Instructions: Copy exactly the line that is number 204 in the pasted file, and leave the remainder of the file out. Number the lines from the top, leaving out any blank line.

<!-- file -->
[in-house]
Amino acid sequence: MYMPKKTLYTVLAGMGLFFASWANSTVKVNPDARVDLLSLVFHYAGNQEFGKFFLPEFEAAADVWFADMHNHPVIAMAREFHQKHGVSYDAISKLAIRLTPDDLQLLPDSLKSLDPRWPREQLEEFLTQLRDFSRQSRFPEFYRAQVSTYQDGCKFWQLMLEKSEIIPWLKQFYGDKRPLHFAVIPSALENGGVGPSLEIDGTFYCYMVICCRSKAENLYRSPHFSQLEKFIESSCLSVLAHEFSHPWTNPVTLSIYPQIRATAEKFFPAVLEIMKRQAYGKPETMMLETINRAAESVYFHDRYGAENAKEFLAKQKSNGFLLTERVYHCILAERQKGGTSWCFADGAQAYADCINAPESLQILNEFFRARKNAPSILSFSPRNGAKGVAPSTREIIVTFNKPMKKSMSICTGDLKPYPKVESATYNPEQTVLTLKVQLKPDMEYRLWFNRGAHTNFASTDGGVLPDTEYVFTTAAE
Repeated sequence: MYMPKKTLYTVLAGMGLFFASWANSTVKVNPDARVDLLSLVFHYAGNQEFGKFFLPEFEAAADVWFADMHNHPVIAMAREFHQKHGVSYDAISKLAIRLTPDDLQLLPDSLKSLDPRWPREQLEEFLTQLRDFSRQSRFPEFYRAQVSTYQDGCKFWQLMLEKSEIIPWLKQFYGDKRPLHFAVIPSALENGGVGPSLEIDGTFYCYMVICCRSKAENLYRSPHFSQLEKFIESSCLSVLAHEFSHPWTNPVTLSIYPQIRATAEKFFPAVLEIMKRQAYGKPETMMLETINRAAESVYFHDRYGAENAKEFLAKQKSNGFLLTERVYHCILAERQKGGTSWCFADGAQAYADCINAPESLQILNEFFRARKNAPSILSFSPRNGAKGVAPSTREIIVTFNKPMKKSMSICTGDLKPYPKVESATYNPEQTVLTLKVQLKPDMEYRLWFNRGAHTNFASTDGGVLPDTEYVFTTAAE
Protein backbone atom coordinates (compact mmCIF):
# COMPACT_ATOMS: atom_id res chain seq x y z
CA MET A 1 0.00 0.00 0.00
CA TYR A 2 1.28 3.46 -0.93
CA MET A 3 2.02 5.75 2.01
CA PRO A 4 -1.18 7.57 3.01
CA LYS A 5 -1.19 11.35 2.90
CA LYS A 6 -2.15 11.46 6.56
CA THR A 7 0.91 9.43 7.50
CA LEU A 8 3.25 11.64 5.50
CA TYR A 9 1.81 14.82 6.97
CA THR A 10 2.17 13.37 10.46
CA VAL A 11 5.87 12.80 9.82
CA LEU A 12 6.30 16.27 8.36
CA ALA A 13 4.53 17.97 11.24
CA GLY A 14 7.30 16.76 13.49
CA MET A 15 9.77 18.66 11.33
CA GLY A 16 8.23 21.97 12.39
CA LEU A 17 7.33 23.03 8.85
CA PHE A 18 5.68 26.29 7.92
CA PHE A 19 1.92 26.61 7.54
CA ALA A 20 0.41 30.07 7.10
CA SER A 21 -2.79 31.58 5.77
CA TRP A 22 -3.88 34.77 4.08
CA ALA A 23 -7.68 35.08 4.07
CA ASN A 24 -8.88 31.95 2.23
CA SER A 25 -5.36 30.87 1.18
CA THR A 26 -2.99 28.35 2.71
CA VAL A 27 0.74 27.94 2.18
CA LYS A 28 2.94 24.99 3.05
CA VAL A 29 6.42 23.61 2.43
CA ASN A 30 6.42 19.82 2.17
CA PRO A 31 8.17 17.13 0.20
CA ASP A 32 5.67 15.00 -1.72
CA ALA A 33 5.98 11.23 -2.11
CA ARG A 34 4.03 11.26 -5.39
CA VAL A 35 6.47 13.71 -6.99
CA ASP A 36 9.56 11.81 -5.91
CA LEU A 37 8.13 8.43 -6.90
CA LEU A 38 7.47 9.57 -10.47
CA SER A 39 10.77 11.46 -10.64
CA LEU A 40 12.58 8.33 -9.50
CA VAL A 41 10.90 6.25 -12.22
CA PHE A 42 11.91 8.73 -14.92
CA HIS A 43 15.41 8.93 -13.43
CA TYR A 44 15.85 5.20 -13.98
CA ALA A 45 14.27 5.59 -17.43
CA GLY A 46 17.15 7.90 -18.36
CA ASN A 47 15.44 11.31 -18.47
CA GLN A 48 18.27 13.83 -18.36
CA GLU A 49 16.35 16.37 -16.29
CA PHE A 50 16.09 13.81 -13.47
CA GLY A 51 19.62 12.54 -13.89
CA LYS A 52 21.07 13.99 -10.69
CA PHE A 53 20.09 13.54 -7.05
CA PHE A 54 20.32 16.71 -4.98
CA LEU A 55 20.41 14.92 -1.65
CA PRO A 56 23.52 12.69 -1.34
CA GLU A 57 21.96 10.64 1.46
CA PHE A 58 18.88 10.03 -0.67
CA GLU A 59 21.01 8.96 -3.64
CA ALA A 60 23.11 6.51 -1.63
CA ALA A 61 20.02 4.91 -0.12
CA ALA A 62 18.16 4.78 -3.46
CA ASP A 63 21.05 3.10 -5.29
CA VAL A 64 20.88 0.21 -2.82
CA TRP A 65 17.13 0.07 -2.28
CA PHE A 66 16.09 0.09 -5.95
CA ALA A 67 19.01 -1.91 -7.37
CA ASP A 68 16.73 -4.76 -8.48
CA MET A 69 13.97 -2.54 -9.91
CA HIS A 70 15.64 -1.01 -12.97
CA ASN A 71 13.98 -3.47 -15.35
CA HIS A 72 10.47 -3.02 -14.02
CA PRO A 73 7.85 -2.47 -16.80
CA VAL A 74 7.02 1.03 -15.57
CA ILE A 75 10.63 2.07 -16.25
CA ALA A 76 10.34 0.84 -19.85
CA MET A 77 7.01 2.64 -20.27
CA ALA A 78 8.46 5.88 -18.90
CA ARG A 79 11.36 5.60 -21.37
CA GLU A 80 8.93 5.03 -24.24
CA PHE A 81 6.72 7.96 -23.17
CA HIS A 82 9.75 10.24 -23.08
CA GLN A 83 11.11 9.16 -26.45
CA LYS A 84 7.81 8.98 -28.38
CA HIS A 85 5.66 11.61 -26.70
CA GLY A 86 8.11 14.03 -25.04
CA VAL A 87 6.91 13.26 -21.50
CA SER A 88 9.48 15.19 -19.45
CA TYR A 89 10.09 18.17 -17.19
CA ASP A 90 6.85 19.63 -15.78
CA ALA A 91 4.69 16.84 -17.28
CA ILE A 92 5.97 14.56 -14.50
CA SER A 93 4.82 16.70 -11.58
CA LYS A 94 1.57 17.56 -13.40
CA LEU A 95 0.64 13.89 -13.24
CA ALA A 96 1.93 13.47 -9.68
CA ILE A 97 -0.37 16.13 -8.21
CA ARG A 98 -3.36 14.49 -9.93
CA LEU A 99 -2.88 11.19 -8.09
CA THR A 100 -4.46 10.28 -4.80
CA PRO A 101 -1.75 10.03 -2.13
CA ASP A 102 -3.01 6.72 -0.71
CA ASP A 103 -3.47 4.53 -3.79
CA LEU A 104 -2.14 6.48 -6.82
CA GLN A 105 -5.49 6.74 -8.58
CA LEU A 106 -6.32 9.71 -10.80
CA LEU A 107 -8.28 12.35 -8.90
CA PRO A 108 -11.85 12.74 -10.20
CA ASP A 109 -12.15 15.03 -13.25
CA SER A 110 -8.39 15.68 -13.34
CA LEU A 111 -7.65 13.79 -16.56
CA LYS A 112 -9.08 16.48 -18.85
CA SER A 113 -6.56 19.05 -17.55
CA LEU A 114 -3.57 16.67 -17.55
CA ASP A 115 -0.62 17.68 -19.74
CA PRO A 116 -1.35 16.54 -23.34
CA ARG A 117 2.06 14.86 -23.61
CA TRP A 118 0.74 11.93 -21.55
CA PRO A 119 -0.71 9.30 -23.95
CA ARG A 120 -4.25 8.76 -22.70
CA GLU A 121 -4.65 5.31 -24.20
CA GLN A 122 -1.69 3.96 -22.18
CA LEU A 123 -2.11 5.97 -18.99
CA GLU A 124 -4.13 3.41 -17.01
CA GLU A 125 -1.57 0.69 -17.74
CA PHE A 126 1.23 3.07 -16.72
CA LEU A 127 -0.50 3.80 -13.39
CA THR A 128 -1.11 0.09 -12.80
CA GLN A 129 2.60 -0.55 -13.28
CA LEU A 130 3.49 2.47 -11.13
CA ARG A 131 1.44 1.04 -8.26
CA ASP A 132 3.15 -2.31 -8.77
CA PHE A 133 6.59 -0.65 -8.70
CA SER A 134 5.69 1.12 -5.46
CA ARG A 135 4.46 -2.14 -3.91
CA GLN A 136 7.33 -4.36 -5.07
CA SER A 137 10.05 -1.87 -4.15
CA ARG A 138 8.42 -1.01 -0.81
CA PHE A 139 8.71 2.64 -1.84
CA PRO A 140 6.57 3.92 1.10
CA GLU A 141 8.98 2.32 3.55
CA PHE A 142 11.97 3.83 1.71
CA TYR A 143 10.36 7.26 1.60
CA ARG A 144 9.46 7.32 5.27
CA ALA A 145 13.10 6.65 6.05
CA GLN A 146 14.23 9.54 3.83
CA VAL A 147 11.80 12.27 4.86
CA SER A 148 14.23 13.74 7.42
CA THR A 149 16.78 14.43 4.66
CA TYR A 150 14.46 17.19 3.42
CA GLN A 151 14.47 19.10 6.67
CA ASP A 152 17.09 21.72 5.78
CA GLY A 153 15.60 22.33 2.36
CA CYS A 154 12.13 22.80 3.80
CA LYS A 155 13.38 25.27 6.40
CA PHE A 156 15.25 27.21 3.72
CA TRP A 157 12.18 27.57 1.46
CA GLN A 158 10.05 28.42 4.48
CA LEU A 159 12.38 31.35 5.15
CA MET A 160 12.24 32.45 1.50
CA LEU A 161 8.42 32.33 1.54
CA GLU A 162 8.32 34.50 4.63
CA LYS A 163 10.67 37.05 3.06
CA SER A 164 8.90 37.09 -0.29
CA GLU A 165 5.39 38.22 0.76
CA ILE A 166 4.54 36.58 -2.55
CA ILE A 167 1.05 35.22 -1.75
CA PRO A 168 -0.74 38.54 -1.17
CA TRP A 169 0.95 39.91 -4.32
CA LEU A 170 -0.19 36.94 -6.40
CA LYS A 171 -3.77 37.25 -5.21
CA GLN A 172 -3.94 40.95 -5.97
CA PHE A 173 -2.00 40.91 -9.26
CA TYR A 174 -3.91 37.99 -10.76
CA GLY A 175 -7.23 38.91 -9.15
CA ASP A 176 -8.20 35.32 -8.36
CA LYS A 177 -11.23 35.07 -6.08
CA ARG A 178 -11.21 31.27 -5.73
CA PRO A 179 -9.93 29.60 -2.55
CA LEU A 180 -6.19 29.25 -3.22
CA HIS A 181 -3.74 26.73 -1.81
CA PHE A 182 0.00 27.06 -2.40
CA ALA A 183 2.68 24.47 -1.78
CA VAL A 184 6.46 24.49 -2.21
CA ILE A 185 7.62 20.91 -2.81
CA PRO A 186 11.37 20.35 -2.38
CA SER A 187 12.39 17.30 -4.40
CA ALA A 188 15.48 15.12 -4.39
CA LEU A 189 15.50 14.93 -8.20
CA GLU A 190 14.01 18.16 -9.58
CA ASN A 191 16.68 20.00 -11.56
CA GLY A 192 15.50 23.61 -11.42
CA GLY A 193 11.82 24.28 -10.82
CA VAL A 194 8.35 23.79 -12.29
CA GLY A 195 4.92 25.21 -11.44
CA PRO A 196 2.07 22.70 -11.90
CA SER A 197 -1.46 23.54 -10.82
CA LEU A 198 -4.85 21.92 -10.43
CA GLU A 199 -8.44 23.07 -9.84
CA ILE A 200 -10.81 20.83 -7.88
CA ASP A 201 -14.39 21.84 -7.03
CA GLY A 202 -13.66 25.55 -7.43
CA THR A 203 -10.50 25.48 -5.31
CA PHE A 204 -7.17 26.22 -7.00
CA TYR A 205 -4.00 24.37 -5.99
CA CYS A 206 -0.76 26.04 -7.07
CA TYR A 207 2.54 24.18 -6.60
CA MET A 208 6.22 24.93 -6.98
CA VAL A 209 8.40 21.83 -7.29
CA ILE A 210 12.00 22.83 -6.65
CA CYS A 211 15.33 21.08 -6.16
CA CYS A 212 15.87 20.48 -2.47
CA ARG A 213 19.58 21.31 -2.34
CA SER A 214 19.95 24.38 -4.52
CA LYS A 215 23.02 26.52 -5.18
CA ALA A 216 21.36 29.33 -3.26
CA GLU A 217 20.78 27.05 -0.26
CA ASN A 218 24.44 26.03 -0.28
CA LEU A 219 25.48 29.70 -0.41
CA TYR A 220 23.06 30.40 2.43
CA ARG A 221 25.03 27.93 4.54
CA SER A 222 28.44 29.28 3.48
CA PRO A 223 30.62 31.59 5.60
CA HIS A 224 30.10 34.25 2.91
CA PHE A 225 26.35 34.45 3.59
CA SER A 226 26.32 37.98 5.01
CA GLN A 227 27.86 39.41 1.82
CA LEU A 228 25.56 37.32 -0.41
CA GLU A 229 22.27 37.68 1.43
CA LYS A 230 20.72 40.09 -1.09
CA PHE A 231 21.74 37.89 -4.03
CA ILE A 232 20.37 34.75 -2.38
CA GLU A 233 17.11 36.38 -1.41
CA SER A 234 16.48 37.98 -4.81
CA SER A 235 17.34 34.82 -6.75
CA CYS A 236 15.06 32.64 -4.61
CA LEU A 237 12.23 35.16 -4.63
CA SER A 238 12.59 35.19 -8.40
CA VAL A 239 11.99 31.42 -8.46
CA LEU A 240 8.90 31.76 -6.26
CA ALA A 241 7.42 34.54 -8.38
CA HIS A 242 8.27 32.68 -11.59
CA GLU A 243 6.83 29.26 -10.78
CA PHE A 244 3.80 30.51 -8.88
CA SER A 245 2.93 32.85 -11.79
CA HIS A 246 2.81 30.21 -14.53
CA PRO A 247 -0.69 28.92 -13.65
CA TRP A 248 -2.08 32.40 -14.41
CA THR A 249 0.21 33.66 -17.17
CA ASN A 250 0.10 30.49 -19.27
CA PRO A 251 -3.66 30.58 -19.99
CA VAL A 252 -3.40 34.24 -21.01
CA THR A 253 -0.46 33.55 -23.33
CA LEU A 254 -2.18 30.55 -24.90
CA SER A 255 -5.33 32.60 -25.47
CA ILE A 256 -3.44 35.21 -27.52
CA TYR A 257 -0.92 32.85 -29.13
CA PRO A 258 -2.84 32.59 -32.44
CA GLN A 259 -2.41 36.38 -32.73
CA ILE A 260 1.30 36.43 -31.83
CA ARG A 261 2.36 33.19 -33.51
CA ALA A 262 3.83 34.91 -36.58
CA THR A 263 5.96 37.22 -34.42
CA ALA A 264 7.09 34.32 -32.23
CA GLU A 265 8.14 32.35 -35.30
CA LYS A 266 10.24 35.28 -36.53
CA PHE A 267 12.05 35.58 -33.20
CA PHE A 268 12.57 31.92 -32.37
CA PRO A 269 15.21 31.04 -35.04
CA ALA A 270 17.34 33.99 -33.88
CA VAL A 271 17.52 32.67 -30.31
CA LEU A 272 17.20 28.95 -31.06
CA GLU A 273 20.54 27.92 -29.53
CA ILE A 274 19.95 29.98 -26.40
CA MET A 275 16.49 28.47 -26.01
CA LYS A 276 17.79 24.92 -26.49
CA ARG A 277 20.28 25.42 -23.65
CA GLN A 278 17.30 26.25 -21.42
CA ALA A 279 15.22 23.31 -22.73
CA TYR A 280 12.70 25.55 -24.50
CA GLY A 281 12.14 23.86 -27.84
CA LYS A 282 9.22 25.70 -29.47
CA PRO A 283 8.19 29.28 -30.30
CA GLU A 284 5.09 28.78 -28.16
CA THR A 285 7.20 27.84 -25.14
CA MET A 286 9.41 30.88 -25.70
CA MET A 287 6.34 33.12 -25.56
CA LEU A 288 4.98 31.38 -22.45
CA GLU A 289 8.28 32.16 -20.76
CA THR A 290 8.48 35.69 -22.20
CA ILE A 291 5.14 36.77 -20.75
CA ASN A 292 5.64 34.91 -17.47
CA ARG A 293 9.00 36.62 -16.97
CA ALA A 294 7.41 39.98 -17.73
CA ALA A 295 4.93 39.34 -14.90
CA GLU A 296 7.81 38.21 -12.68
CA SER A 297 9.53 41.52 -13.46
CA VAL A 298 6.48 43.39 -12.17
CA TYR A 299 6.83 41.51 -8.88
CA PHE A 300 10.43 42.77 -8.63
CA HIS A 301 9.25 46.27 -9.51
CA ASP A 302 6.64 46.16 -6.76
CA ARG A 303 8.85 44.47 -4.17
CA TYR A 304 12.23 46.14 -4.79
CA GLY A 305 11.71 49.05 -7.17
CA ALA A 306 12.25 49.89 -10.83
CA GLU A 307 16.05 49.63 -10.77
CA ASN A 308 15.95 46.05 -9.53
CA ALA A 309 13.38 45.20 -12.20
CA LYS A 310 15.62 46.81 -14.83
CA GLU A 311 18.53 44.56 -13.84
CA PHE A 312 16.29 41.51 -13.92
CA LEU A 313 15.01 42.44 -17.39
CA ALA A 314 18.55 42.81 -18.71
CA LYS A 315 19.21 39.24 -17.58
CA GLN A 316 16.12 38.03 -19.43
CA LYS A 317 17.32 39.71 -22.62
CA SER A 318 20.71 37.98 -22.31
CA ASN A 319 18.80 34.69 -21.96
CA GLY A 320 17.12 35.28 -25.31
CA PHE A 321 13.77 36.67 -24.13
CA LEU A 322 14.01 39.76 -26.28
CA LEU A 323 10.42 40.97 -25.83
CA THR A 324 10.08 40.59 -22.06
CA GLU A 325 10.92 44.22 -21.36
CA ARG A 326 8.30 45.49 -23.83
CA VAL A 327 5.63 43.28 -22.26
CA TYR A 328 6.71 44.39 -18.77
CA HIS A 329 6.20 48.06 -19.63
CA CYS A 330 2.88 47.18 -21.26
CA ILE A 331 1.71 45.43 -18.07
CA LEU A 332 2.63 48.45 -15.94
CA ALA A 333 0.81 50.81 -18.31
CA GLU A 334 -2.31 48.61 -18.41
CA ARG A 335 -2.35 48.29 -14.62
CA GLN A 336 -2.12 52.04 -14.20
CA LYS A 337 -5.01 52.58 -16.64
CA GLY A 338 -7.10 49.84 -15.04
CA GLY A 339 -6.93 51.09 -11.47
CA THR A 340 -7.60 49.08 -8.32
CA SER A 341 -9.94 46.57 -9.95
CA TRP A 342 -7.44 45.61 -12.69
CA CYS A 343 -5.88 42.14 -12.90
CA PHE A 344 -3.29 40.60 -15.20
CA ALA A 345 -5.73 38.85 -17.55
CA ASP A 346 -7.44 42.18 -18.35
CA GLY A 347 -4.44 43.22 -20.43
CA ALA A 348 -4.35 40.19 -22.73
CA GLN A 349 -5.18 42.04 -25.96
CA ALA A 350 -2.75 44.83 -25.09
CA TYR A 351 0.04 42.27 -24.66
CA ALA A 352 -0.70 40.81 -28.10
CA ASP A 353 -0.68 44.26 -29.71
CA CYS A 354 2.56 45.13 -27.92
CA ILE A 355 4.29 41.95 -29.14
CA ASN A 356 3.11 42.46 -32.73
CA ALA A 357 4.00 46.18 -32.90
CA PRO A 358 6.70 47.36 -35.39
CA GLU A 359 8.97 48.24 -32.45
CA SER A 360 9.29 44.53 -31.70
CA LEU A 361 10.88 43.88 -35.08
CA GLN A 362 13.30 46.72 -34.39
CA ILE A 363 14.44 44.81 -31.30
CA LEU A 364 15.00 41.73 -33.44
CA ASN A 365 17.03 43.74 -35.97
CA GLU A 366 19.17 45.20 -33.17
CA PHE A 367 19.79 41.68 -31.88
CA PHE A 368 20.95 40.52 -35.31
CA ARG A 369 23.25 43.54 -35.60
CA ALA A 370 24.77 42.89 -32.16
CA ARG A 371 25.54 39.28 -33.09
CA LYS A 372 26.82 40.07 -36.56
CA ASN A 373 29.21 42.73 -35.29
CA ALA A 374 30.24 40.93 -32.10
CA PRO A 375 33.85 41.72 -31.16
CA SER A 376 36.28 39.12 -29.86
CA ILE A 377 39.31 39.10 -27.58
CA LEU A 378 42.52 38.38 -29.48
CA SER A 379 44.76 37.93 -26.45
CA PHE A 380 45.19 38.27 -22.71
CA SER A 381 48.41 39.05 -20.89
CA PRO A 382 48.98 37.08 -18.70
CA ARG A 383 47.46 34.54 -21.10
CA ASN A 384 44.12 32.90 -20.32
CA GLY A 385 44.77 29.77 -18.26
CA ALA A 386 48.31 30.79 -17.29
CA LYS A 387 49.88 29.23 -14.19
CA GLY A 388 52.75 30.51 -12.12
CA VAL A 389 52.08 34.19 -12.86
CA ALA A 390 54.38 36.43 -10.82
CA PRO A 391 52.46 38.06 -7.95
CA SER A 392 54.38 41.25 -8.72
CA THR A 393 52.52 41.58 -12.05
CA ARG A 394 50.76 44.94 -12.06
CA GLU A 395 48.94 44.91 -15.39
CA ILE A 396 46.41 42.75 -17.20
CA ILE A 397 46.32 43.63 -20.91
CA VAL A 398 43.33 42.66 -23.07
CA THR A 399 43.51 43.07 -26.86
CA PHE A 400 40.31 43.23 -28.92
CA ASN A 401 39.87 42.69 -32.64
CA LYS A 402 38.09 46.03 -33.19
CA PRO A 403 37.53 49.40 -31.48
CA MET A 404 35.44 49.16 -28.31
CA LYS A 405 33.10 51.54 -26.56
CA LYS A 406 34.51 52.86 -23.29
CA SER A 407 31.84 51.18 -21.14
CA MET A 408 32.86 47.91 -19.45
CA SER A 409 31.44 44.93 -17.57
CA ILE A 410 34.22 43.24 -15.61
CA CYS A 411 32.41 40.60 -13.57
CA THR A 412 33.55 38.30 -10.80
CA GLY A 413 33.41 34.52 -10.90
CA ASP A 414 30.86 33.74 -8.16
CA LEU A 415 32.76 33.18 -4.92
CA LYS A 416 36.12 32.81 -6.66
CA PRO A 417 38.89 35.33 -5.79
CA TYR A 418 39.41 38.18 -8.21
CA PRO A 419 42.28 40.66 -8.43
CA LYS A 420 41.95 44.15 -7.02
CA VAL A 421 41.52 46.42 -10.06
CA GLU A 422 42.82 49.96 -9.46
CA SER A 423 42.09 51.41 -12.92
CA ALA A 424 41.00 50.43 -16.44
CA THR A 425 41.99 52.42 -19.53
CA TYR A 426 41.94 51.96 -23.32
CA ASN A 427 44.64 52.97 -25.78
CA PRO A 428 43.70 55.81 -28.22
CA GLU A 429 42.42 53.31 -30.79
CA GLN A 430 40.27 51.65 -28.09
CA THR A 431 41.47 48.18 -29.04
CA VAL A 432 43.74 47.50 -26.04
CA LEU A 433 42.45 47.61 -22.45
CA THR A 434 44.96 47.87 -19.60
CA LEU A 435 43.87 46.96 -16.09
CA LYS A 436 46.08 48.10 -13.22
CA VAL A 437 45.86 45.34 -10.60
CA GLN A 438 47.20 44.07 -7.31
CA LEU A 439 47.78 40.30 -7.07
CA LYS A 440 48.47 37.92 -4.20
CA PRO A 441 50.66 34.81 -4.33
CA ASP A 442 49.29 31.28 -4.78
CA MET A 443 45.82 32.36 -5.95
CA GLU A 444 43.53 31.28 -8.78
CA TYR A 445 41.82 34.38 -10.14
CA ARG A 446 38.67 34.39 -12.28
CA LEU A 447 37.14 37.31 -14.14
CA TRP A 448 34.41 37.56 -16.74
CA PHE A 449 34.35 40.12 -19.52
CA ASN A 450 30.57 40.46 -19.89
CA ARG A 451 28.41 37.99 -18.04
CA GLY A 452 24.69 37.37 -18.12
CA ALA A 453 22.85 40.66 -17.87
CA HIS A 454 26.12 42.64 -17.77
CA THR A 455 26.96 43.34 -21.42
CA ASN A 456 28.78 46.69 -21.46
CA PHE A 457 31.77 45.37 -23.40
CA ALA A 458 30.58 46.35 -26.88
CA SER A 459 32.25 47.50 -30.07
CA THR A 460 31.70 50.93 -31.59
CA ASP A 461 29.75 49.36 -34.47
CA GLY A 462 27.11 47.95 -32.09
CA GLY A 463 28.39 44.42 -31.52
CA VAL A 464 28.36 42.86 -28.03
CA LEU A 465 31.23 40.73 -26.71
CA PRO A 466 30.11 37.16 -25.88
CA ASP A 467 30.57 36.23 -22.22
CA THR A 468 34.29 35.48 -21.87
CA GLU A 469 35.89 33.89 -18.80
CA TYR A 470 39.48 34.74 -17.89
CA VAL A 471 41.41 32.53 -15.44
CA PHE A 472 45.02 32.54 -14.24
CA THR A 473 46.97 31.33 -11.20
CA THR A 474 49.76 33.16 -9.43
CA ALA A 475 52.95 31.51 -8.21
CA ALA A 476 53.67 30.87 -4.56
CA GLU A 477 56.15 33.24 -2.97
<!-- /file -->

CA GLU A 199 -8.44 23.07 -9.84